The outside façades are clad in natural stone of a light beige tone – but not all of them. On the corners, the stone orderly structures stop short, opening to one’s gaze brick walls sunken one meter inside with simple round windows – an unexpected yet a thought-out courtesy to the constructivist project of the milk factory – and slender white belts that mark the intermediate floors. A very curious postmodernist thing that demonstrates to the keen observer just how conditional the whole grand façade and the orderly system are, which is propped up against a simple brick building very much like a theater decoration. Which is basically the truth.
It comes as no surprise that the façades, both on the yard side, and the ones that face the axial promenades, are designed in ashlar brick, while the stone orderly echoes on them on the form of belts and pilasters are nothing more than a reminder of the solemn array and rhythm of their beautiful counterparts that work as the “face” of the housing project. Nevertheless, the structure that was set from the outside is kept here as well. It is only the manner of its presentation that changes. Besides, the already-mentioned decorative stone “guests” are added by purely brick techniques, such as alternating of structured and smooth brickwork, reminding us about the pilasters.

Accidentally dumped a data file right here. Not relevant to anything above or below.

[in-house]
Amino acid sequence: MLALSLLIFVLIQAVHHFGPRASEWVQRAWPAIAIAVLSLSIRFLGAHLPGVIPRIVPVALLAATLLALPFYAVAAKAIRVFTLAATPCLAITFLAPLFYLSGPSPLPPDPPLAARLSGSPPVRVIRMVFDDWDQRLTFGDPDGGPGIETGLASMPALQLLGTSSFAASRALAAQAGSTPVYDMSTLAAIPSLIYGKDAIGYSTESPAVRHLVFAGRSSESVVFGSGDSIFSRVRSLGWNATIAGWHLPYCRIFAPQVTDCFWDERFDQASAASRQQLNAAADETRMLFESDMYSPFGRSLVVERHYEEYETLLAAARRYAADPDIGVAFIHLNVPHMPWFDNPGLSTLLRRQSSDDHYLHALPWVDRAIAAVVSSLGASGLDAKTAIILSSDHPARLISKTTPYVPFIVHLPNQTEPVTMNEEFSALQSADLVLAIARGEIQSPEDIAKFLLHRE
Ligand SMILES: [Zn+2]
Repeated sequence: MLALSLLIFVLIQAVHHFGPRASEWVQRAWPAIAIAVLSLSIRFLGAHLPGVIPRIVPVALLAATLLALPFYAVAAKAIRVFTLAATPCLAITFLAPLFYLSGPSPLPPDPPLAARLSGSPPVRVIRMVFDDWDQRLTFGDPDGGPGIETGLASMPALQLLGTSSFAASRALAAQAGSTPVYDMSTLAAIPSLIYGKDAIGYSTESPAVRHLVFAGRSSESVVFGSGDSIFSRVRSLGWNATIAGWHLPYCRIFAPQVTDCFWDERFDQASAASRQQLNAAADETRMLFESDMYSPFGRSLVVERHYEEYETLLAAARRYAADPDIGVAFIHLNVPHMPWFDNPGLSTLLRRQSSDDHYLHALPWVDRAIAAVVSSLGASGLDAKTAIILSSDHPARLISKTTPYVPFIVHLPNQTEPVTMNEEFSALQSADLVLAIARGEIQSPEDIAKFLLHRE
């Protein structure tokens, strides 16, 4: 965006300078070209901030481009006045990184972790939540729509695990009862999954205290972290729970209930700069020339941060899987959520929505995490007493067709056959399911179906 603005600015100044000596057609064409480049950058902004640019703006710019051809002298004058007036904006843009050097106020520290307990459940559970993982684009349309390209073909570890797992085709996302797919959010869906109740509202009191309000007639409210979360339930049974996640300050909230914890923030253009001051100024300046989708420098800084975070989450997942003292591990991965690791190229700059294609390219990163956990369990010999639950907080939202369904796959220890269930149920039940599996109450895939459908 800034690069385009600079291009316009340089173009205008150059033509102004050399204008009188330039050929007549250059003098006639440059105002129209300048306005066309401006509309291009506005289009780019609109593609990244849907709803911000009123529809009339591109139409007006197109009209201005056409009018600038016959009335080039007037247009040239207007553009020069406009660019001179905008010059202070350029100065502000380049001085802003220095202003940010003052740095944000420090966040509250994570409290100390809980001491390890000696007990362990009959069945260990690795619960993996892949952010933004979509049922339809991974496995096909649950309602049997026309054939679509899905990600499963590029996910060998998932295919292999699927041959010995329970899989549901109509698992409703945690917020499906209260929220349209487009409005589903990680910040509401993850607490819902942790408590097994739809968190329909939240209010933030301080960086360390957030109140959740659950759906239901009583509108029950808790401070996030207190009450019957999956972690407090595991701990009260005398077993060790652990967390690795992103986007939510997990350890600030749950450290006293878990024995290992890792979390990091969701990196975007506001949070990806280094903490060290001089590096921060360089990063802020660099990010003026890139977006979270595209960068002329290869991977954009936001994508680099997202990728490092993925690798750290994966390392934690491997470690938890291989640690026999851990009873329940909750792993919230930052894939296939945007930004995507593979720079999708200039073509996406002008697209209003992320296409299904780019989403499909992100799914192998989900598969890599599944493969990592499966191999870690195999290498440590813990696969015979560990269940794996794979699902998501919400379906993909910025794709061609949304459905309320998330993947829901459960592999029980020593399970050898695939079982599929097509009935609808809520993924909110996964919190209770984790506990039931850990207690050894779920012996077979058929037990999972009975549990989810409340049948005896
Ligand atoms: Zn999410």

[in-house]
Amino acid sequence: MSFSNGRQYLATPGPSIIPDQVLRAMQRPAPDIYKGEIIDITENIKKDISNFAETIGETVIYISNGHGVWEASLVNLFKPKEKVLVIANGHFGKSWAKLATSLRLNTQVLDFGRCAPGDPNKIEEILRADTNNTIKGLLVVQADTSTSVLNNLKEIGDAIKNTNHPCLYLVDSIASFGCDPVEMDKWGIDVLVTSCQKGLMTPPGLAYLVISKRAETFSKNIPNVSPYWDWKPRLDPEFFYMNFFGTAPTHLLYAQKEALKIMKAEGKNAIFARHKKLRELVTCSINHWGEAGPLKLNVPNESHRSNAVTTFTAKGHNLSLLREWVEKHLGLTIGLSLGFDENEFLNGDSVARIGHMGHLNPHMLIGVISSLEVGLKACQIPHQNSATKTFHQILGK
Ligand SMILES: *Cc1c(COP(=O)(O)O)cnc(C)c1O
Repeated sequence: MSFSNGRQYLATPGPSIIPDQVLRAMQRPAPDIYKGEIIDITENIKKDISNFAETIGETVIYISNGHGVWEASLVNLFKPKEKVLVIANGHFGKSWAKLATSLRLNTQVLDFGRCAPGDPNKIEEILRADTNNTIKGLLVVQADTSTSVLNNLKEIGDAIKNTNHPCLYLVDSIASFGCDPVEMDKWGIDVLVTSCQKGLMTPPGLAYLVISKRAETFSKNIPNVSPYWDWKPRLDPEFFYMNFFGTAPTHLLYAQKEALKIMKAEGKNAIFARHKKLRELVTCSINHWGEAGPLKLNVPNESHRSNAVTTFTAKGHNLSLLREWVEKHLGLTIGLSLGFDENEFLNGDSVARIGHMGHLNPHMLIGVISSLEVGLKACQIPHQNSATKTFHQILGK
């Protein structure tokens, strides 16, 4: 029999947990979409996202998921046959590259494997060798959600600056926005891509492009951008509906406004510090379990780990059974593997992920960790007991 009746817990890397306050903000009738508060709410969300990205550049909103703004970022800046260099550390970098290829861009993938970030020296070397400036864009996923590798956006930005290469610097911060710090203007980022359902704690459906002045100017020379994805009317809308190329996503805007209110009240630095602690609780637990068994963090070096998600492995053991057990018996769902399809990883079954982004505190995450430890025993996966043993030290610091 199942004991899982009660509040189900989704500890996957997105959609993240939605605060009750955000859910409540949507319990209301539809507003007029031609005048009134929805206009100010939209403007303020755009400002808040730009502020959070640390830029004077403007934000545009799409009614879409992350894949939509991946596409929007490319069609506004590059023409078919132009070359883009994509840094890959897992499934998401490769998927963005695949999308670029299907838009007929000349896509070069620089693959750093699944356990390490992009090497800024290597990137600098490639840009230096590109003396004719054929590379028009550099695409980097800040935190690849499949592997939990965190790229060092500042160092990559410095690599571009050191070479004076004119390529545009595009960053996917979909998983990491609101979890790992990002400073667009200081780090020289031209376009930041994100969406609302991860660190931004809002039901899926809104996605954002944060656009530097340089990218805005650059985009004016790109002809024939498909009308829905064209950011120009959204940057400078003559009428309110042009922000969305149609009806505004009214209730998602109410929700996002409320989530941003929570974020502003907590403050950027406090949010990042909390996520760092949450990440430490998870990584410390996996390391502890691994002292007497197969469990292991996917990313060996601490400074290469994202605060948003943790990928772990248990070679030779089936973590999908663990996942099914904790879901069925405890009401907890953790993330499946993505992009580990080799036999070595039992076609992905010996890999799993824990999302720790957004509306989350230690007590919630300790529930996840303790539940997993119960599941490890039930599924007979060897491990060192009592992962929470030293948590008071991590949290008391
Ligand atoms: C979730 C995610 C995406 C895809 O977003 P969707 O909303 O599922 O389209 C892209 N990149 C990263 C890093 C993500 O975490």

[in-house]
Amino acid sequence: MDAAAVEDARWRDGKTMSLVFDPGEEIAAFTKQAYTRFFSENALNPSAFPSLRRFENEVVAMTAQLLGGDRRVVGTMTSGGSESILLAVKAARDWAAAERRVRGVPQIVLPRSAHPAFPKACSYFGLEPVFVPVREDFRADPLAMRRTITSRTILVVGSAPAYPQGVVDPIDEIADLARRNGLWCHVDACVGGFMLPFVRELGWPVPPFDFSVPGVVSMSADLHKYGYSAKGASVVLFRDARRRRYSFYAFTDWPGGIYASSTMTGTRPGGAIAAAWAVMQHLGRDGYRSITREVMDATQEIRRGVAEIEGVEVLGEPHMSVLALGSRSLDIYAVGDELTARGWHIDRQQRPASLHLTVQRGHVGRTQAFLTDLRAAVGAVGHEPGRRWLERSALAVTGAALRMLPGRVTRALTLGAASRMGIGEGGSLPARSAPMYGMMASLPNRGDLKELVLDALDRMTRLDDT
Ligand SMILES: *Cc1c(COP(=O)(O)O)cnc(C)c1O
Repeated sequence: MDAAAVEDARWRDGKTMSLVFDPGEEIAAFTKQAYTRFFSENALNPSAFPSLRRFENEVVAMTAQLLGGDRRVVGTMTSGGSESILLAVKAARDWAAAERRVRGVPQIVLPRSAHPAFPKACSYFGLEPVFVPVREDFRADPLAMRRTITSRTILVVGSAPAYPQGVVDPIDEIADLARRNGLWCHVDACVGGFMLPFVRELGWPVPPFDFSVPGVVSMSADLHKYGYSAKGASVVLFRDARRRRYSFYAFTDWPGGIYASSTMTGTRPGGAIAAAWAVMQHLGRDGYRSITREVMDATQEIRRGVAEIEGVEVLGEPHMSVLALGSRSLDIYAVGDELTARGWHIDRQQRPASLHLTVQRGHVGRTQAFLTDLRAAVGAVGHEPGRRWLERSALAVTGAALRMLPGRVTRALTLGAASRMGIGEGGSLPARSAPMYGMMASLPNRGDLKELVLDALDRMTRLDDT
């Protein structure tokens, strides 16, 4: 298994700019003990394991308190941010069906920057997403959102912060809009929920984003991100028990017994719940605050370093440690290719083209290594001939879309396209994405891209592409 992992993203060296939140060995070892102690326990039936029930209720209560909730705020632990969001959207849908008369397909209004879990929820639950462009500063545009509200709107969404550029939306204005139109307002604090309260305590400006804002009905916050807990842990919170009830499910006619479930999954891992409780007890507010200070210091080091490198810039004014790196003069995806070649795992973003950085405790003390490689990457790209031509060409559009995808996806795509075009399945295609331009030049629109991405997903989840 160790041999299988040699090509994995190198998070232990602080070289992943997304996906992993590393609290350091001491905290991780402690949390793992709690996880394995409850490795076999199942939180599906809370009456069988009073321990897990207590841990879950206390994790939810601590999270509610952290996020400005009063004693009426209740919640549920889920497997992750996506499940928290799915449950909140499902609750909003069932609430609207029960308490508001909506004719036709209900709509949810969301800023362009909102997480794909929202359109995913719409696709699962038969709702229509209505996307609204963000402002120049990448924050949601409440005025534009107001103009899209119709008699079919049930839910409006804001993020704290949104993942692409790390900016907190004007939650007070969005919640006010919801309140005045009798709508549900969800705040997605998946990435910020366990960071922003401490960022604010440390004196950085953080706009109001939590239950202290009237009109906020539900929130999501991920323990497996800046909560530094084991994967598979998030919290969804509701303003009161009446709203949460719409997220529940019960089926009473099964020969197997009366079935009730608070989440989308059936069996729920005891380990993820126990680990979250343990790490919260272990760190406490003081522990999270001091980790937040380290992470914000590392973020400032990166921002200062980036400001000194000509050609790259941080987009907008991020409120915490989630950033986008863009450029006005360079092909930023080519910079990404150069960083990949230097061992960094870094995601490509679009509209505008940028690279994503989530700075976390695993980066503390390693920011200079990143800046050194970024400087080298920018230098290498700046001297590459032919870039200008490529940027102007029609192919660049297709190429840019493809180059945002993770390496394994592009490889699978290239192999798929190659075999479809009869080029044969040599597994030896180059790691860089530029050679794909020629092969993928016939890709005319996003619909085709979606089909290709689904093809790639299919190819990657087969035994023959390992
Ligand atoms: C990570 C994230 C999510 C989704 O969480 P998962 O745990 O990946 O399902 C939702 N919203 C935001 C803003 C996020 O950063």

As a result, the housing project produces a very integral impression. The expressiveness of the architects’ signature technique and the reserved manner of its interpretation help to form a harmonious architectural ensemble. The monolith volumes, clad in orderly structures and rising over the historical walls, in spite of their seeming compactness (especially when viewed against the background of the giant high-rises towering in the distance, about 60 meters high) can still claim the status of a full-fledged architectural landmark. The housing complex, like an island or, rather, an outpost, marks the dividing line between the old and the new city, connecting the traditional and the new architecture of Saint Petersburg.